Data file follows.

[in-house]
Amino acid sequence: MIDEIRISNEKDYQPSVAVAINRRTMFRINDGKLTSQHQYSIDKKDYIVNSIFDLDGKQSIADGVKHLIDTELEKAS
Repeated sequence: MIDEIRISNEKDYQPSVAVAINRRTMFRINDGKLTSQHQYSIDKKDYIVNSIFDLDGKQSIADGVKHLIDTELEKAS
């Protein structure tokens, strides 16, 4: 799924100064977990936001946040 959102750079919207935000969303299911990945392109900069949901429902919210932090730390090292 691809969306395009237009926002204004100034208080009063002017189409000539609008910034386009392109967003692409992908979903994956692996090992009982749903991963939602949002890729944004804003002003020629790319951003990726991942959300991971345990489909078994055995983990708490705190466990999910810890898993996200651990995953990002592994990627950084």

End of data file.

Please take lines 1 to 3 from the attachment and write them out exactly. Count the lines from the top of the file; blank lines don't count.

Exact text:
[in-house]
Amino acid sequence: MIDEIRISNEKDYQPSVAVAINRRTMFRINDGKLTSQHQYSIDKKDYIVNSIFDLDGKQSIADGVKHLIDTELEKAS
Repeated sequence: MIDEIRISNEKDYQPSVAVAINRRTMFRINDGKLTSQHQYSIDKKDYIVNSIFDLDGKQSIADGVKHLIDTELEKAS